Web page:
3. Hi twocentsworth,

    I think you have missed the point of the blog. Nowhere do I advocate that we should not be concerned with the future. In certain instances we should be very concerned, as in how we treat the environment now which has (positive/negative) affects in the future.

    The point of my blog was to not worry about the unknown, ie. what happens after death.

  4. Well, the future in both cases is unknown, but maybe you’re thinking of a different type of unknown. You’re saying we should be concerned with the future in as much as we can observe/predict/affect it by the present.

    I’m saying, that we should at least be worried enough to find out if what we do in the present can affect what happens in the after-death-future and how long that may be.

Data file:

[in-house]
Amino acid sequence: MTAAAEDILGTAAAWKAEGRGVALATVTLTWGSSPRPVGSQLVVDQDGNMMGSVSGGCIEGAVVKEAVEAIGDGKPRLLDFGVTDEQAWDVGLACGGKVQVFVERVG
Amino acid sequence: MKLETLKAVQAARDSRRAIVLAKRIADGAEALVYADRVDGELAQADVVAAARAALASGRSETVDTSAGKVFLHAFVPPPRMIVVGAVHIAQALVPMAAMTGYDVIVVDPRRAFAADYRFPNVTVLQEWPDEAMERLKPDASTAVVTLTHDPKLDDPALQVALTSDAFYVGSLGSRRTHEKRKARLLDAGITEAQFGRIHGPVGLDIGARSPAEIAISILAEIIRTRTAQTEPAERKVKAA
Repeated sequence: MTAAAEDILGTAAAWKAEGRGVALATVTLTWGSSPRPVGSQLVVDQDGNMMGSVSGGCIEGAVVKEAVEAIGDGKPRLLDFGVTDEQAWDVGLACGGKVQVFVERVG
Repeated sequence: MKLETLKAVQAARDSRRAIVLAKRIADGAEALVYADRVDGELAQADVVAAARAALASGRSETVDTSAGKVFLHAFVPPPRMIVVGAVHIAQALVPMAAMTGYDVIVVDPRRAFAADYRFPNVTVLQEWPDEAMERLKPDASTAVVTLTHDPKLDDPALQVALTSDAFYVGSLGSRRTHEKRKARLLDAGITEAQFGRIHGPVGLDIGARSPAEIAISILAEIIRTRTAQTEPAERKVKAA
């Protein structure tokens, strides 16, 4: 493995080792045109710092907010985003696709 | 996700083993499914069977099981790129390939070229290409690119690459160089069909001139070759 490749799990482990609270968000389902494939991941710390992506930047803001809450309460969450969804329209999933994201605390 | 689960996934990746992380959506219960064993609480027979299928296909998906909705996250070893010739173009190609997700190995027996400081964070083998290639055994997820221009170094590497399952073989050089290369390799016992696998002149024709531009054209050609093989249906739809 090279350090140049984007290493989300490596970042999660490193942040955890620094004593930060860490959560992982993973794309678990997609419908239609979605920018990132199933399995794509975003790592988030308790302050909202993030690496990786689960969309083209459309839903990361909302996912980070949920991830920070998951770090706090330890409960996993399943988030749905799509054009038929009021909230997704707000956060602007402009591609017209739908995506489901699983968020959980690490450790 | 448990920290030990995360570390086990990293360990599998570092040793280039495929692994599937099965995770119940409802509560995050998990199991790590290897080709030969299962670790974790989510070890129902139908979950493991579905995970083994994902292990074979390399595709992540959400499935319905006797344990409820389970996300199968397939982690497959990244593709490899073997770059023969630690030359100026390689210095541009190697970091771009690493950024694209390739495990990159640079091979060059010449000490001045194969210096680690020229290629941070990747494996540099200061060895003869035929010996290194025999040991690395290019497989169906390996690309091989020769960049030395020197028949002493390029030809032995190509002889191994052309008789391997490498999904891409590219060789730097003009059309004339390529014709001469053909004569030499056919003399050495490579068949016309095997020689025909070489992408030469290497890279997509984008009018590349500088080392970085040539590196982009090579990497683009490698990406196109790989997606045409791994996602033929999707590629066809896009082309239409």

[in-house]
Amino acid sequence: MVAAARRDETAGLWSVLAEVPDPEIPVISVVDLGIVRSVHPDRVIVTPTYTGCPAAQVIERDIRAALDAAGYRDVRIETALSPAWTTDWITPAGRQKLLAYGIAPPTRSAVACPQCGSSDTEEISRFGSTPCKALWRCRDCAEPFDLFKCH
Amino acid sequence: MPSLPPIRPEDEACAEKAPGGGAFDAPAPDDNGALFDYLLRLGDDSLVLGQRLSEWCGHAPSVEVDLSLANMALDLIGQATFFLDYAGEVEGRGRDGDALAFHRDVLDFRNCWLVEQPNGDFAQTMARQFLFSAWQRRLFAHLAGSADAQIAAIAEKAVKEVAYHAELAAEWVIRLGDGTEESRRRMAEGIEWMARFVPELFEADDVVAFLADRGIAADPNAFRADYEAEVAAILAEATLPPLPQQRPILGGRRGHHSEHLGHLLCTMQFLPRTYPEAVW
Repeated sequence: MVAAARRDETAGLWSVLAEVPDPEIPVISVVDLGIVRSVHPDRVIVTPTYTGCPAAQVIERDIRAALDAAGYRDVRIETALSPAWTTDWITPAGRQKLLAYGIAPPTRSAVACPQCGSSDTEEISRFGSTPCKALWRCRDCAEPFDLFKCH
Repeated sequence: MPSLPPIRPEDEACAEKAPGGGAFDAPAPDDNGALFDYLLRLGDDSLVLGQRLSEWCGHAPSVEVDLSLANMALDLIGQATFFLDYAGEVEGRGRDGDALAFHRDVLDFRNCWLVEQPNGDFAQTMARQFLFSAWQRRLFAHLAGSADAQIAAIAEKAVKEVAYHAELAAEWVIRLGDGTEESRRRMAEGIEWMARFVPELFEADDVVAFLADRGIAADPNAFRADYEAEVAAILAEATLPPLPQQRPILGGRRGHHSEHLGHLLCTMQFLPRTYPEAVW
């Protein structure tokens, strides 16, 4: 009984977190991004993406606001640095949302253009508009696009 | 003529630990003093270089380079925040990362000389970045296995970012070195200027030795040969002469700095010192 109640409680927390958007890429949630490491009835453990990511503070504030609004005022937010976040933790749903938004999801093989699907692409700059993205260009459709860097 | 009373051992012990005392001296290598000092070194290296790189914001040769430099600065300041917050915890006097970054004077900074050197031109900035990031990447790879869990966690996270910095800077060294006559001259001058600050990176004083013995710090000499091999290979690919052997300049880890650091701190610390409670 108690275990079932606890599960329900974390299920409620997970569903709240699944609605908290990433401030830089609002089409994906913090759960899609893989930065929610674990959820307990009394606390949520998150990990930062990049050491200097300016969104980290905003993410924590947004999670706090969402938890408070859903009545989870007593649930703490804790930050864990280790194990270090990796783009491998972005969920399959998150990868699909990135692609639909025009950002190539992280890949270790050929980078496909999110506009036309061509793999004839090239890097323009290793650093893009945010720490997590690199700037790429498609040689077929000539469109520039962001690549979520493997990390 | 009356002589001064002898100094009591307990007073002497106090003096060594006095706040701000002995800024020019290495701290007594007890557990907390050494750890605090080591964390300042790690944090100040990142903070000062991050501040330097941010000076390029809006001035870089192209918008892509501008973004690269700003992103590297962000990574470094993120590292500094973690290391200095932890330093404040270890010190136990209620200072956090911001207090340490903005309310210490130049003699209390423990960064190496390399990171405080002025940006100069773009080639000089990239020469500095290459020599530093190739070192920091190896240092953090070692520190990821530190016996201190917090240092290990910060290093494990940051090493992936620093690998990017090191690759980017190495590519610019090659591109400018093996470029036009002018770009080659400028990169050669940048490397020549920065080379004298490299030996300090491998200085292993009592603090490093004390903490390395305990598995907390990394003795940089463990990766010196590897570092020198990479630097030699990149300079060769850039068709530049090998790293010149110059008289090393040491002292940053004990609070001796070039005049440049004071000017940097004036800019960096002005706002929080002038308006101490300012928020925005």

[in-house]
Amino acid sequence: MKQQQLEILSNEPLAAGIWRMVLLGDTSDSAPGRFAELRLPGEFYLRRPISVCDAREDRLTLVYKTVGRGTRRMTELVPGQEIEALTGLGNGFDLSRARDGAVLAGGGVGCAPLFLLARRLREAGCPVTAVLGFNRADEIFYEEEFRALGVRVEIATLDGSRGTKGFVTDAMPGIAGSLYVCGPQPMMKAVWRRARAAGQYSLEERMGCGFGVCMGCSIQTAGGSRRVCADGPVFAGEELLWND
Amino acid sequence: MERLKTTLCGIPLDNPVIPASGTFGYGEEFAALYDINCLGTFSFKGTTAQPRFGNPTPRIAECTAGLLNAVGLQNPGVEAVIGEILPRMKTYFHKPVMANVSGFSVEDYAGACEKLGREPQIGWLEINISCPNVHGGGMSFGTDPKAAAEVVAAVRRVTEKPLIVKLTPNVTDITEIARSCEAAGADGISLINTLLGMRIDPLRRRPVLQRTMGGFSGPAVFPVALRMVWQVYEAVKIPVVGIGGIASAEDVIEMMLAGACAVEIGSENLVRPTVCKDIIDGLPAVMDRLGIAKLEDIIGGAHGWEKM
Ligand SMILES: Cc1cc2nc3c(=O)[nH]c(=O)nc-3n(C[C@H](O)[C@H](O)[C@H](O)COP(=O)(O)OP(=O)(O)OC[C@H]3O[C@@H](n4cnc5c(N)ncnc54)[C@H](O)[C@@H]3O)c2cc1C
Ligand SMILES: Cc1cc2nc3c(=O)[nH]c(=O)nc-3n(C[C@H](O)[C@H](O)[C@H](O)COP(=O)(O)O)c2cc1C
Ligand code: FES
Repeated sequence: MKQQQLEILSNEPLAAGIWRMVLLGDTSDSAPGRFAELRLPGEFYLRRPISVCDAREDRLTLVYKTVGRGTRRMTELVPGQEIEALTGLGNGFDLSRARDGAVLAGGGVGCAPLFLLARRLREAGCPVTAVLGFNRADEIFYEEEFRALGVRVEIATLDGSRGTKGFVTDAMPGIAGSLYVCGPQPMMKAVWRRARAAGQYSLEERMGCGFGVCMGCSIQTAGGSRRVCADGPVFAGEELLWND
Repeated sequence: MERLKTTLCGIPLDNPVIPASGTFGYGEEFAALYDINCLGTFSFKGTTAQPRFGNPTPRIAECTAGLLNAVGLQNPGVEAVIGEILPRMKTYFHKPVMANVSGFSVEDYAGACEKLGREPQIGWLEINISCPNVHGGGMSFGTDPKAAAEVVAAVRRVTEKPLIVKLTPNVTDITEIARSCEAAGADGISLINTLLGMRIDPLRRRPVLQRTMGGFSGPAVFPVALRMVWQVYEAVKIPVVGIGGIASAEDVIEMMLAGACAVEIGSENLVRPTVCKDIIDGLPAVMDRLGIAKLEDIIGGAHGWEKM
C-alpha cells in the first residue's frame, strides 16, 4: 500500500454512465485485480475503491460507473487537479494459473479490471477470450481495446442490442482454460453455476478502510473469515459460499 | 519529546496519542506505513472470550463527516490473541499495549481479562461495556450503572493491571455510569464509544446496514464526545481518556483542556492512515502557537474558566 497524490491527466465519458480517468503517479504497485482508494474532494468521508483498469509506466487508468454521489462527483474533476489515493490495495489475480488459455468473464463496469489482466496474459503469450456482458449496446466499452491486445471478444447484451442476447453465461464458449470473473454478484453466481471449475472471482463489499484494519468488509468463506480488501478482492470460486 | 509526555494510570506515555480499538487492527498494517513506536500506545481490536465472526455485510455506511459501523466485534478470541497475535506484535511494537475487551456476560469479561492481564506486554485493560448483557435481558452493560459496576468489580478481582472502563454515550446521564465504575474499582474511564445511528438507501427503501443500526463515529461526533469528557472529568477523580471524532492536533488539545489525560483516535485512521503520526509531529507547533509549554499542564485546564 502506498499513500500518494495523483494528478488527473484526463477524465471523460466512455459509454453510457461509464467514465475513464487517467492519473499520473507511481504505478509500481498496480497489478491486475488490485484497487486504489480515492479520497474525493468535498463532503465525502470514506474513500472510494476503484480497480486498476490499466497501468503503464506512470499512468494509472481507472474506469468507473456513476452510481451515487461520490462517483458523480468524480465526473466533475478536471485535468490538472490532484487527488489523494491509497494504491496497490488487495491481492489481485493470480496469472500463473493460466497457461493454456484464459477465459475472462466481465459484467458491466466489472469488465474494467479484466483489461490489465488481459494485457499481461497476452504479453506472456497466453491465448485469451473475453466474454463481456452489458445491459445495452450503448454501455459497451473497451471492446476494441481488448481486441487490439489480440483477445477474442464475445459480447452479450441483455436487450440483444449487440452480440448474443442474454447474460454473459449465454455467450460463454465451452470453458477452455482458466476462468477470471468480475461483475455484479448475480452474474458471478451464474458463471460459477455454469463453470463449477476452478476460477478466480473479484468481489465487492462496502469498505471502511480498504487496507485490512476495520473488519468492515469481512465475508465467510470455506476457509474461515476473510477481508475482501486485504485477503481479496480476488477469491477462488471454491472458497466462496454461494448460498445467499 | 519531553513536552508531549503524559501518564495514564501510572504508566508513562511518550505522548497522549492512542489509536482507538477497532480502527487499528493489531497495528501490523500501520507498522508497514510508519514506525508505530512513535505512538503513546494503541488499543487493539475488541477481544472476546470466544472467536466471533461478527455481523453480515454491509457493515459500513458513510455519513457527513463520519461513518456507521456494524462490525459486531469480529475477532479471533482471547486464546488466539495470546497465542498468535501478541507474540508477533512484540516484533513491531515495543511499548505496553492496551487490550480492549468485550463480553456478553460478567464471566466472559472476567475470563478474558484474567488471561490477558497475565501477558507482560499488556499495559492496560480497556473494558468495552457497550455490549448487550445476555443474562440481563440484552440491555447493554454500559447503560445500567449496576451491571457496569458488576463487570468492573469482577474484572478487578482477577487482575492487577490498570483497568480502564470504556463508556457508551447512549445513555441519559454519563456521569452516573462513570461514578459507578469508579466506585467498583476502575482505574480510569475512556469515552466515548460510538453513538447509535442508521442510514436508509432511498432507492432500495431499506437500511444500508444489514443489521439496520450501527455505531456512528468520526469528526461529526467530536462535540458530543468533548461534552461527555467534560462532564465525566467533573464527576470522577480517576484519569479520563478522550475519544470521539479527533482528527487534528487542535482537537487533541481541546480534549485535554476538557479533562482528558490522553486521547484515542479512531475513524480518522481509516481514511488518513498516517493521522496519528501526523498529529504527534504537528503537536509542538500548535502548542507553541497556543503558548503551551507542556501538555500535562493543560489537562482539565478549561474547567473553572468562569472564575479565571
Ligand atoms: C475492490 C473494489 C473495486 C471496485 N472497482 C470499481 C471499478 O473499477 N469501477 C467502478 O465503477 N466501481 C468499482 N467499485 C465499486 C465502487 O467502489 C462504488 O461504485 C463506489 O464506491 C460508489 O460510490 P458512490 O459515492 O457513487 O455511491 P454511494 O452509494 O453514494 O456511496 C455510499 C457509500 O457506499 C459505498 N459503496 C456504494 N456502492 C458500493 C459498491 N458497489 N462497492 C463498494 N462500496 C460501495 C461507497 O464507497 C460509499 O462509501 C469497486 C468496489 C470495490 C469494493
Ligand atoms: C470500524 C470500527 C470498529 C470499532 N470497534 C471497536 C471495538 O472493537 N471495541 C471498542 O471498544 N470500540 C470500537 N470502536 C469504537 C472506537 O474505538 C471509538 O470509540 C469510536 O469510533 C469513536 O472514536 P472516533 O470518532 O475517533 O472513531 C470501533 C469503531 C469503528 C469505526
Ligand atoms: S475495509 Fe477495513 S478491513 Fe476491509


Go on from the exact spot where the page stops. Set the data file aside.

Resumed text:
(By the way, these kinds of questions are the type that philosophy attempts to answer. Philosophy’s only tools are reason and the observable world; it is NOT a religious thing necessarily).

    • Well, the future in both cases is unknown, but maybe you’re thinking of a different type of unknown. You’re saying we should be concerned with the future in as much as we can observe/predict/affect it by the present.

      Agreed. No problem there.

      I’m saying, that we should at least be worried enough to find out if what we do in the present can affect what happens in the after-death-future and how long that may be.

      Big problems here. You can worry all you want; it ain’t gonna do you no good. The only thing you can do is live life the best way you can; a moral life is not a bad idea, but you don’t really need religion for this (unless you’re so weak mentally that you need policing).